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At our start-up we have a history of deeply understanding our users' needs and can create loyalty and retention. But we find we are so careful about getting it "right" when it comes to what our product does that we lose the succint, repeatable marketing message. Do you feel that a succinct, hook-worthy statement that is 80% "right" is better than a "right" statement that is convoluted and hard to remember?

3 Answers
Liza Sperling
Liza Sperling
Upwork Head Of Product MarketingFebruary 16

I love this question because balancing what feels like competing goals is one of the most challenging aspects of being a product marketer. The reality is that these aren't competing but complementary goals, and it's our job to do both -- deeply understand our customers' needs AND develop clear, compelling messaging. While we don't have the luxury of choosing between 80% "right" messaging or 100% "right" messaging, the good news is that 100% right is an unrealistic goal, and there are many incremental improvements you can make right away to improve on 80%. Here are some ways I've tackled similar challenges

  • Develop separate, distinct personas - You mentioned your existing users, but are you addressing the needs of new users or buyers? It's possible that the messaging you consider 80% for existing users is 100% for new users and vice versa. Because each persona's needs often vary wildly, create separate personas to guide messaging that speaks to each. 
  • Tailor messaging for each persona - Effective messaging resonates with a specific audience, and it's unlikely that one-size-fits-all messaging will work well for all audiences. The easiest way to get from 80% to 90% is to tailor your messaging specifically to the needs of each persona.
  • Test, improve, repeat - Lean into both quantitative and qualitative testing. A/B test landing pages, emails, and ads. Conduct user testing and share variations of the messaging with a good sample size for each persona. Ask internal stakeholders (product, sales, customer service, etc.) for feedback and partner with them to quickly test messaging "in the wild" with prospects and customers. 
  • Seek inspiration - It's comforting to keep in mind that someone else has probably faced the same challenge, so I look to other companies for inspiration. Ask yourself which other products translate complex needs or complex offerings into concise, compelling messaging -- bonus points if they also speak to multiple personas. A few that come to mind for me are Descript , Drift , Zendesk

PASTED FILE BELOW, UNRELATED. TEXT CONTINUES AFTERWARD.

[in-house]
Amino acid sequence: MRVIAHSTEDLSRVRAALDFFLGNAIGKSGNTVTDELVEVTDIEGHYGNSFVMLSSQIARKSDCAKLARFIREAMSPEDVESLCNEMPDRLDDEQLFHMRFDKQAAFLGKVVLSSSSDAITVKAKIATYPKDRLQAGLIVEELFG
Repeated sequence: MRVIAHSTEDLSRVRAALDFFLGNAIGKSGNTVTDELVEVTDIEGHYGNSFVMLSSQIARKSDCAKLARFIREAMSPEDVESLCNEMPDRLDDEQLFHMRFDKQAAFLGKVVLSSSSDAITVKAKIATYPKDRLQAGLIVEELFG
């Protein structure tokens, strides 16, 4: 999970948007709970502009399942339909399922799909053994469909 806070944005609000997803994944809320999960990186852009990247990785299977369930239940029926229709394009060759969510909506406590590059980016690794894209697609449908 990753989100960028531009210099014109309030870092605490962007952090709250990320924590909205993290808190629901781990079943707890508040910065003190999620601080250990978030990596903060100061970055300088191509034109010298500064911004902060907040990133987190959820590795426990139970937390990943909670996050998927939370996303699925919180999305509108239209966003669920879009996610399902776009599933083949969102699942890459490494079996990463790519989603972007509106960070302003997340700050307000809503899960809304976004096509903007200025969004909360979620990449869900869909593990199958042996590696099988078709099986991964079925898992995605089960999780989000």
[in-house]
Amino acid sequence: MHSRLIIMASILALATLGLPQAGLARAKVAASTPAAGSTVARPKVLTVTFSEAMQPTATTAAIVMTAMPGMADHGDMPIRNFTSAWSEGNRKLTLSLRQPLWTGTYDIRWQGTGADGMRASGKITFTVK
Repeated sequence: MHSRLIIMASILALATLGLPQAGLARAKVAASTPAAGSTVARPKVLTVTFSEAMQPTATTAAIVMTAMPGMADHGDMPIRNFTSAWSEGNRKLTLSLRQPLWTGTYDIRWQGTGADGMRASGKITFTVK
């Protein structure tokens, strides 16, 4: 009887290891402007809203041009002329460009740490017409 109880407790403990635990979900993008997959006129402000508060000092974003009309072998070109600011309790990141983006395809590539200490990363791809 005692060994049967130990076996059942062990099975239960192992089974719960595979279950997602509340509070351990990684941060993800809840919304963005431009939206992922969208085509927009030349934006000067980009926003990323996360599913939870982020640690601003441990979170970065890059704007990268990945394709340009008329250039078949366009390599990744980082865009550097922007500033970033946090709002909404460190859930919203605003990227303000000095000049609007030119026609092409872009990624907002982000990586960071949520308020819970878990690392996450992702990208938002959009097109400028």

• Keep it simple - Complex customer needs and complex products do not require complex messaging. Messaging should simply convey why a customer should care. Granular details can be captured in FAQs, documentation, and supporting product materials. When in doubt, leave it out.
2172 Views
William Davis
William Davis
Workato Vice President of Product MarketingSeptember 28

A few thoughts on this one...

I would focus less on whether your message is a certain length or tone but is the messaging serving the purpose as it aligns to your business objectives. I talked a bit about how to measure whether your messaging is working a bit earlier so take a look at that answer to determine how to measure the effectiveness of your messaging. 

From a messaging perspective, we always strive for brevity eventhought it's challenging...how can we slim down what we're trying to say but still get our point across. 

In order for messaging to be effective, I believe it needs to be effective. If not everyone is saying the same thing when asked what your company does and how it's different then your messaging needs to be updated. 

Also, make sure you think about where your company is from a stage/maturity perspective. If people don't know your company or what you do then your messaging should be very literal, jargon-free. (messaging should be jargon-free generally). If you're more mature and people know what you do then your messaging can be a bit more thought-provoking and inspirational vs. a literal explanation of what you do. 

249 Views
Kashyap Patel
Kashyap Patel
Druva Sr. Director, Product ManagementJanuary 17

Here is what I feel:

Show them the trailer to get them to watch the movie.

  1. Less is more. Simple and succinct is generally better. 
  2. Focus on the most important problem that you want to solve and that keeps it less convoluted.
  3. The objective of a hook-worthy statement is to get the prospect or customer to want to find out more. And, 80% right statement that is grounded in the most urgent/recent/important challenge is always better.
  4. The copy and where it gets used are important to convey the message. You need to have the messaging 100% right. But your hooks on webpage, social post, etc. can be 80% right and succinct enough to make the prospect/customer move down the funnel or flywheel.
237 Views
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